However, despite no longer being the proud owner of nine golds -- the so-called "triple-triple" -- following Jamaican teammate Nesta Carter's failed drug test
, Bolt admits he has no intention of returning to the track for Tokyo 2020.
"A lot of people keep asking me that," Bolt told CNN. "No, I think it's too far away ... it is too far away."
In January, the International Olympic Committee announced it had disqualified Carter after a reanalysis of the Jamaican's urine and blood samples from Beijing 2008 revealed the banned substance methylhexaneamine
The discovery resulted in all four members of the team -- Bolt, Asafa Powell, Michael Frater and Carter -- being stripped of their 4x100m relay gold medals.
"It's something that's already happened," Bolt said. "I've done the work that I needed to do in the sport and I feel people really appreciate what I've done.
"So I'll be satisfied with that."
Speaking at the Laureus World Sports Awards in Monaco, where the 30-year-old was crowned Sportsman of the Year for a fourth time, Bolt says he is determined to enjoy his final season on the track.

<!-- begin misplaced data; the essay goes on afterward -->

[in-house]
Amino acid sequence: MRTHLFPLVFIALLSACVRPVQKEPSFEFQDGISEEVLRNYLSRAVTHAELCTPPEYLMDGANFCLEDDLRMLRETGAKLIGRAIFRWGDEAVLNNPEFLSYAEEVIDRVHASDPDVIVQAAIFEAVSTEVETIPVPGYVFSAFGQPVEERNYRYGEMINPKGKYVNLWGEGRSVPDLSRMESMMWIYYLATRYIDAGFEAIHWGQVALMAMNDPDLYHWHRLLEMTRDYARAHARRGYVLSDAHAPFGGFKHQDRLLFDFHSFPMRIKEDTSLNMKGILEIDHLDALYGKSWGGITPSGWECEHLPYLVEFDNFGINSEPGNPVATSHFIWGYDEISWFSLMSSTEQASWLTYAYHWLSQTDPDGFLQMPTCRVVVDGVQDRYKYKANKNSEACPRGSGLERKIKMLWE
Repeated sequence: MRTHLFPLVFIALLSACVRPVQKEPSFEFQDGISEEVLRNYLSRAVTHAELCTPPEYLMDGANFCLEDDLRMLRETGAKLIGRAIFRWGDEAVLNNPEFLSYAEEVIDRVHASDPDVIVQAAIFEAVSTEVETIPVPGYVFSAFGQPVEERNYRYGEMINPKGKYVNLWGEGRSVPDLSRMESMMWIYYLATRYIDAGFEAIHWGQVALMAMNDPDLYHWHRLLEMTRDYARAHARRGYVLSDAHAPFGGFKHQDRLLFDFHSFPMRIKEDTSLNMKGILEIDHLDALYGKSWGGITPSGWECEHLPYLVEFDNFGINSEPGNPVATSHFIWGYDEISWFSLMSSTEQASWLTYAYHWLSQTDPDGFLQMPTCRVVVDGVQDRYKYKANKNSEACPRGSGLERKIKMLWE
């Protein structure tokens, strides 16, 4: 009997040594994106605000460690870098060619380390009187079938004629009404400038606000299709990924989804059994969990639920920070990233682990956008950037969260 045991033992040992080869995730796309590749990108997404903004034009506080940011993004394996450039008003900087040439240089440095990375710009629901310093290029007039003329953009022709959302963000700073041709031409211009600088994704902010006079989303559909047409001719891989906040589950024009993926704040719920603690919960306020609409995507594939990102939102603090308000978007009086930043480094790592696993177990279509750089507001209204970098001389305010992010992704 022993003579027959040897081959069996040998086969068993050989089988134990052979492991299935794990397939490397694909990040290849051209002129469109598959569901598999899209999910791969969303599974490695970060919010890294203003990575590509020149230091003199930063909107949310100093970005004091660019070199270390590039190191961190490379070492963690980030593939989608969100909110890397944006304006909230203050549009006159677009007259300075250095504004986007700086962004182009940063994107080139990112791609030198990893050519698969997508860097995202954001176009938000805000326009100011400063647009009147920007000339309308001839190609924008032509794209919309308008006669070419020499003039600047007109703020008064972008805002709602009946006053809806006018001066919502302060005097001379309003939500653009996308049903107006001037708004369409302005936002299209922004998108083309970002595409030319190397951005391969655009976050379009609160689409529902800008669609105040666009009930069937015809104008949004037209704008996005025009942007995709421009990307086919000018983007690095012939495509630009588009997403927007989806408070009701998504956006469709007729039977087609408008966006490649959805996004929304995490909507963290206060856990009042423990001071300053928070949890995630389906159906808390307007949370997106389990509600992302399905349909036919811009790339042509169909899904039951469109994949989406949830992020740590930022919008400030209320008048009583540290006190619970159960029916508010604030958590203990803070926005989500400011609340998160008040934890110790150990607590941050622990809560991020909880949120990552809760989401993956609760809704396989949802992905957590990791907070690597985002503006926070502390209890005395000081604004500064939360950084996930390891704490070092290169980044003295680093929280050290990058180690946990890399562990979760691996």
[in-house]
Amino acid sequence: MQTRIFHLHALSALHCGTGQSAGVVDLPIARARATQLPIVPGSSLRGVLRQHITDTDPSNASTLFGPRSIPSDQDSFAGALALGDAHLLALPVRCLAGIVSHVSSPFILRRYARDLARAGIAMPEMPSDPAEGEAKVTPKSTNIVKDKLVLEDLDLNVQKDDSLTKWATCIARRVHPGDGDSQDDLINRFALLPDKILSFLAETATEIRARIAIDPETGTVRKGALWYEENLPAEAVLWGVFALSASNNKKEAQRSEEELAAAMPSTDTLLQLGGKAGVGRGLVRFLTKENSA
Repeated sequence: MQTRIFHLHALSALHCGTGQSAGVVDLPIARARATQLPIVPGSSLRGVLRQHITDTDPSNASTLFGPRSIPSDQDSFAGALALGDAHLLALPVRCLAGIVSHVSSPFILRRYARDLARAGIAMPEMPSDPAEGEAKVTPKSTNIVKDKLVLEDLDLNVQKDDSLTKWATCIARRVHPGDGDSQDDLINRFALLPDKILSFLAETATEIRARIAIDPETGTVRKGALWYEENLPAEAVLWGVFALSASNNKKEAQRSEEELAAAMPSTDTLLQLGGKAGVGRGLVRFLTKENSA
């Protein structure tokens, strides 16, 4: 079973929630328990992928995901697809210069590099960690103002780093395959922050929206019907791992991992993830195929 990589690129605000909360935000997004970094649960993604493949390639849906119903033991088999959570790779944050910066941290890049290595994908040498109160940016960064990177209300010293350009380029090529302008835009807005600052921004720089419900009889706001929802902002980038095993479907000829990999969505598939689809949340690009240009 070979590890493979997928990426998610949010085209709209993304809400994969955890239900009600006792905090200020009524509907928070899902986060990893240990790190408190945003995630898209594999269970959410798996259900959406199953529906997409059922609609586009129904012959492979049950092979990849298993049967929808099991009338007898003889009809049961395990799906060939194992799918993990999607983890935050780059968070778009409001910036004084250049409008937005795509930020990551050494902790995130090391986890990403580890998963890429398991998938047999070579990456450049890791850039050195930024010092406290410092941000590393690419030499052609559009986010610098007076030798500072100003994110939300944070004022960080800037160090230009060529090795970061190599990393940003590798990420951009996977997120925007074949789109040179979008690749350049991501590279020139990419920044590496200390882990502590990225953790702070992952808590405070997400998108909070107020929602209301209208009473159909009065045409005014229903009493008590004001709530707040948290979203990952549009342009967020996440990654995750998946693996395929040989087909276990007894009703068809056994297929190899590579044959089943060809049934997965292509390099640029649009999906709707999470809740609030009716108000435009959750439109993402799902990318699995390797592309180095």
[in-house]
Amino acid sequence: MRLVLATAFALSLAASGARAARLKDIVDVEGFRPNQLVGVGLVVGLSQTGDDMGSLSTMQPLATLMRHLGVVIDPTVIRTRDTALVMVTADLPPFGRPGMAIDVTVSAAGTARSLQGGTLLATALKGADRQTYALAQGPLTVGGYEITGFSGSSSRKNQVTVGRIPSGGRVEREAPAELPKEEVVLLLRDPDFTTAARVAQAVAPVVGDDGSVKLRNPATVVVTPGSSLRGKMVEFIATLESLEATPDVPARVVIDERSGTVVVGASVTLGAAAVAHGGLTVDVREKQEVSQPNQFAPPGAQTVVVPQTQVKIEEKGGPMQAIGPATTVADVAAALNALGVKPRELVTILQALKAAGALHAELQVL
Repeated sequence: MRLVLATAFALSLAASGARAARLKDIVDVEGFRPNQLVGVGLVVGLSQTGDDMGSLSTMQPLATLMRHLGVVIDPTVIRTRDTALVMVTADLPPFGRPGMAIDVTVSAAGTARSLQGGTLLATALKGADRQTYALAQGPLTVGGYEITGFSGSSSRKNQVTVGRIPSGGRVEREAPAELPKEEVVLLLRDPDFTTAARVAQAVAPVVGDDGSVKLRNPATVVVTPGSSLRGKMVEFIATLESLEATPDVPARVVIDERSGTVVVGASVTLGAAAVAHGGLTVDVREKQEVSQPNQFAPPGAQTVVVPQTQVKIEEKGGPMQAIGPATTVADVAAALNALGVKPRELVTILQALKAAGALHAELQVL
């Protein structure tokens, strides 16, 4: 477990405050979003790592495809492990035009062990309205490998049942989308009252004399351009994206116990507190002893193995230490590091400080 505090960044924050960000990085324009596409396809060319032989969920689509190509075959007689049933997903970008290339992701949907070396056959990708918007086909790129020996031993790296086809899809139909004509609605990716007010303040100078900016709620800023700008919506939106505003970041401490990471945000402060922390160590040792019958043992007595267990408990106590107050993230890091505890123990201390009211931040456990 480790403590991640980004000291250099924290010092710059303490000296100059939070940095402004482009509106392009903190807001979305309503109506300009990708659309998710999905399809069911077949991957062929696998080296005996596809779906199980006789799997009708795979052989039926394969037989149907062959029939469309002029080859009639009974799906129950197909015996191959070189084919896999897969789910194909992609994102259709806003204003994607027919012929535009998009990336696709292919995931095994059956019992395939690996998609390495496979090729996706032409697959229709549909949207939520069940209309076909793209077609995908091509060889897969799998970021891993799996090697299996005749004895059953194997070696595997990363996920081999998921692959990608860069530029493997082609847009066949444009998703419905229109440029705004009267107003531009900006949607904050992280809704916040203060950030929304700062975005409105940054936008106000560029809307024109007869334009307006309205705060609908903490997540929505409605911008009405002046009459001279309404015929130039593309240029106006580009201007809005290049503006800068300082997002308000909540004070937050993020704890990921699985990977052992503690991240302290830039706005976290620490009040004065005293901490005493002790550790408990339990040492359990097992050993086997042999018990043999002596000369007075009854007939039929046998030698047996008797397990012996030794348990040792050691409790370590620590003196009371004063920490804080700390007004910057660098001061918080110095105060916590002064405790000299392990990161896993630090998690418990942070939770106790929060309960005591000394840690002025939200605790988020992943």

"I keep telling myself, 'this is the last season, don't worry. Just give it your all, it's for the fans.'
"It's more enjoyable because I'm running just the 100m individual event, so it's not as intense as running two events. So it's not as bad."
So what can we expect when Usain Bolt runs his final race at the World Championships in London this August? Another gold? A new world record, perhaps?
"We'll see what happens," Bolt said. "The good thing is that I'm not injured in January or February, so that's good!
"This is the first time I've ever been in shape and not injured, so that's a good sign. We'll see how the season progresses, hopefully it will progress in the right direction and you never know what could happen."